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Your tax Q&A: Officials answer questions about appeals

Bills Bills due Dec. 1, with penalty for late payments

POSTED: July 27, 2014 12:24 a.m.

Several Hall County residents who are appealing the reassessments of their lakefront home values have raised questions about that process.

They question much of the information coming out of the Tax Assessors Office, so The Times asked Chief Assessor Steve Watson to address some of the more common concerns.

Average increase

As previously reported in The Times, the reassessments have driven up taxes on about 90 percent of lakefront properties. The average increase in assessed value is 39 percent, or about $104,000, and this equates to a more than $1,000 hike in taxes, on average.

The most vocal residents during the appeals process have said their home values increased much more than 39 percent, sometimes doubling and tripling over the last year.

But Watson reaffirmed Thursday the average increase previously reported is accurate.

“It does not include any other type of property, otherwise the average increase would be less,” he said.

Payment plans

Residents appealing their property value assessments have questioned why a payment plan is not an option. This, however, is actually a question for Tax Commissioner Darla Eden.

“The payment terms are driven by dates and events that are set by the Georgia Department of Revenue,” Eden told The Times in an email. “We do not have an official payment plan, but citizens are encouraged to pay their property tax as it is available to them after the tax statements are mailed Oct. 1. For payments received after the Dec. 1 due date, the state of Georgia does apply interest monthly and a 10 percent penalty on the unpaid tax on March 1.”

Payment plans, however, did exist a few years ago.

“I also want to point out that in 2010, the Board of Commissioners voted to collect taxes twice a year in the form of a two-payment installment plan system for the 2011 tax year,” Eden said. “It is my understanding that the two-payment installment plan was not successful for several reasons and the vote was made to implement the single-year payment back in 2012, and thereafter.”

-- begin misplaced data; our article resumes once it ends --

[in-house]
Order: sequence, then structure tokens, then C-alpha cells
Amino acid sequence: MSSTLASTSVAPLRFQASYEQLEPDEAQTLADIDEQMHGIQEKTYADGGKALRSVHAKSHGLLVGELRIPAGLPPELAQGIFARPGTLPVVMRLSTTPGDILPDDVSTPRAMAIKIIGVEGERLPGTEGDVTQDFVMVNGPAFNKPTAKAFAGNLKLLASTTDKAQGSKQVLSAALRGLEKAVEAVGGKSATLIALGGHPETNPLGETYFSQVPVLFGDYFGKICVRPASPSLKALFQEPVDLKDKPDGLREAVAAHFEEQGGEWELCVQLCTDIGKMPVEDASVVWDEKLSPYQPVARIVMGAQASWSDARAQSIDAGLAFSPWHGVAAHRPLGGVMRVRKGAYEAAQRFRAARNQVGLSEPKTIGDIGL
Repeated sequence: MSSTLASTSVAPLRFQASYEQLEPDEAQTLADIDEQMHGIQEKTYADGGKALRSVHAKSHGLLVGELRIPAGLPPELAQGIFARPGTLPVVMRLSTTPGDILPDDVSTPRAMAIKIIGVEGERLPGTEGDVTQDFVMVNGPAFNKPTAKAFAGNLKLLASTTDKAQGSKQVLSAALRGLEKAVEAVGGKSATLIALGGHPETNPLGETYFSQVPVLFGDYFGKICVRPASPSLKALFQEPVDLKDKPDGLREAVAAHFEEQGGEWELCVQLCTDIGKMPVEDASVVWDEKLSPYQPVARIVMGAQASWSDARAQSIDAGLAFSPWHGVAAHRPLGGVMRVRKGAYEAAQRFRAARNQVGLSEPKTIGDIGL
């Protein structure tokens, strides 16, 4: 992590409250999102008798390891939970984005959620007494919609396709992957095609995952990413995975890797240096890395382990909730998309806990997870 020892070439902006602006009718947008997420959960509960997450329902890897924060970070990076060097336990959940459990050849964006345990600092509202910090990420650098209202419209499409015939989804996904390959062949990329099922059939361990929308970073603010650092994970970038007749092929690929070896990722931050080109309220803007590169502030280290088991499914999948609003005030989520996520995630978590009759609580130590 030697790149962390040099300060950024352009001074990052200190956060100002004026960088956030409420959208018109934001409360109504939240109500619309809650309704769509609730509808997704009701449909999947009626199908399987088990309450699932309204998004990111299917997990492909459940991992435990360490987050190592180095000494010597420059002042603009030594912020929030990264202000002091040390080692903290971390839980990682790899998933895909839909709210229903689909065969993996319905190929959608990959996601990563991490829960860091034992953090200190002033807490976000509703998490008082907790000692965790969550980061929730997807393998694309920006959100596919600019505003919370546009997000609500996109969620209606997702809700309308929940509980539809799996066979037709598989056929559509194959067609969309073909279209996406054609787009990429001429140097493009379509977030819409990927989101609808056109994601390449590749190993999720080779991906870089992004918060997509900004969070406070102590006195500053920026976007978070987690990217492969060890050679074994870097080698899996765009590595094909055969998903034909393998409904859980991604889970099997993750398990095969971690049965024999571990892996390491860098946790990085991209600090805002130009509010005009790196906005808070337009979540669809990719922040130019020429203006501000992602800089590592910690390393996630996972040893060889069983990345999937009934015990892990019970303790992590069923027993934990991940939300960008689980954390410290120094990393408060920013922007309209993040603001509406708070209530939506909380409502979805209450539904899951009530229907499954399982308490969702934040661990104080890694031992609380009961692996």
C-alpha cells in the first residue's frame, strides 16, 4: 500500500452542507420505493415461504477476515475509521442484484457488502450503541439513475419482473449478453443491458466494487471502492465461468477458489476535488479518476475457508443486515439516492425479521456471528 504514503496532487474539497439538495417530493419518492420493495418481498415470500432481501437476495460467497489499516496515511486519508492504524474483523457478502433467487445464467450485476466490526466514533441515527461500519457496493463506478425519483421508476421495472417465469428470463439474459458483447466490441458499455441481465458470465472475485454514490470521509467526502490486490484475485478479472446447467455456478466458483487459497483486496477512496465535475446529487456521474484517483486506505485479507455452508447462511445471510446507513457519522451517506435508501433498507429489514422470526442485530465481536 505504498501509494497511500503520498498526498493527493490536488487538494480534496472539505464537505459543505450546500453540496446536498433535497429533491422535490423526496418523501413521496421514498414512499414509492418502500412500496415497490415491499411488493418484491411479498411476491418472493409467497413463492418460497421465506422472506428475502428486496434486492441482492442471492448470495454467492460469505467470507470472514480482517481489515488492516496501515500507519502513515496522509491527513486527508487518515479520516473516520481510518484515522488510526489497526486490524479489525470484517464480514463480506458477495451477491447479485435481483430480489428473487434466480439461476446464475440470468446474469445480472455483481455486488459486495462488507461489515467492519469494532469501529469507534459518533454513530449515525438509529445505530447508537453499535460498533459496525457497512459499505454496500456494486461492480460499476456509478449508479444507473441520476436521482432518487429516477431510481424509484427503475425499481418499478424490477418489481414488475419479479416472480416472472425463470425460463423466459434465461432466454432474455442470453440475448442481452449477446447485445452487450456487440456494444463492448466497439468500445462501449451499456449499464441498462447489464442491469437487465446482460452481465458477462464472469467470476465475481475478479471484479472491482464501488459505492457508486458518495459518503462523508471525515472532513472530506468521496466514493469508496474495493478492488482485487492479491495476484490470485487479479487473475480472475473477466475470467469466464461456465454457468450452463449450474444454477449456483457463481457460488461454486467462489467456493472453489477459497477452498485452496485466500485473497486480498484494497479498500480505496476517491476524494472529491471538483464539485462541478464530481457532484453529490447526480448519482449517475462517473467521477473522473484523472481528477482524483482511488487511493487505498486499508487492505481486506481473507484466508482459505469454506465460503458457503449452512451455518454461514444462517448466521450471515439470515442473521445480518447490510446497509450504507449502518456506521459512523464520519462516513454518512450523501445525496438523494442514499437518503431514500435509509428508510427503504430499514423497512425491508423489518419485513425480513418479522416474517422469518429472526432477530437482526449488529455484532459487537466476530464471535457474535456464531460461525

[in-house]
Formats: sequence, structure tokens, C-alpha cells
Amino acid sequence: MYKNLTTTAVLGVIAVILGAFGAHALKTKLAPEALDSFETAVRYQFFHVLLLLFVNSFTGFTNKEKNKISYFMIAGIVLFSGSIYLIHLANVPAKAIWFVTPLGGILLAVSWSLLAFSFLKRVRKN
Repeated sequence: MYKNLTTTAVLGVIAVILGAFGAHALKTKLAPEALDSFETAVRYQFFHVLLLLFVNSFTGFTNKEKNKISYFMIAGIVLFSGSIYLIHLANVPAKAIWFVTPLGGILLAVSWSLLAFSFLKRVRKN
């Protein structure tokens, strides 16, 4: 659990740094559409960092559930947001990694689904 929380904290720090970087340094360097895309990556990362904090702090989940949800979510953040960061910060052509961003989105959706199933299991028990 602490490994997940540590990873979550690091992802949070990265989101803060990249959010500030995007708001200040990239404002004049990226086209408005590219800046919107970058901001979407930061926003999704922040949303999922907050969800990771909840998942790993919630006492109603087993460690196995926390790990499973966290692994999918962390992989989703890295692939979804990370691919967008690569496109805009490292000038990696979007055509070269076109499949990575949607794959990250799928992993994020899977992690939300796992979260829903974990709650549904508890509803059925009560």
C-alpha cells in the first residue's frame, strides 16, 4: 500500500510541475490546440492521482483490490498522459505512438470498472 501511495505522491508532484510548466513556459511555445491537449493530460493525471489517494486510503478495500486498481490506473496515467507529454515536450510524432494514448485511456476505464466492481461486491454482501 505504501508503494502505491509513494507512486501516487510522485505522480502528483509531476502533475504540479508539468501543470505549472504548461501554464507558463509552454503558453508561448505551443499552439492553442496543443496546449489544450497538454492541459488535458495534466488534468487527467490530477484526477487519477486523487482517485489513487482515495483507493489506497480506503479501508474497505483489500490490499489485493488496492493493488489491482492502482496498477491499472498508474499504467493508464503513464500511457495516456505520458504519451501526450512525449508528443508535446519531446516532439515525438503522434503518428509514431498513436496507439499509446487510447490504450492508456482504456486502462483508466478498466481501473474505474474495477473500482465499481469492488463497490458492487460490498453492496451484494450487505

Why now?

Residents have repeatedly asked why the reassessments were done now and why there wasn’t some effort made to spread the increases in assessed value across several years. It is, perhaps, their biggest complaint.

Watson said lakefront properties were not singled out, but rather had been left unaddressed for far too long.

He also points to several state laws that require the county to assess property at fair market value, with parameters set for the process.

The county could be penalized or fined if valuations are not corrected.

“Lakefront property, as a whole, was valued far below what most lakefront property was selling for,” Watson said.

Watson said more than 5,000 appeals were made and that staff is working on and resolving appeals each day.

He said revised assessment notices would likely be mailed in late August or early September.

“I’m hopeful that now that we’ve made these adjustments we will be able to stay up to date with these and all other property valuations so that there won’t be a need to make such dramatic changes in property values in future years,” Watson said.



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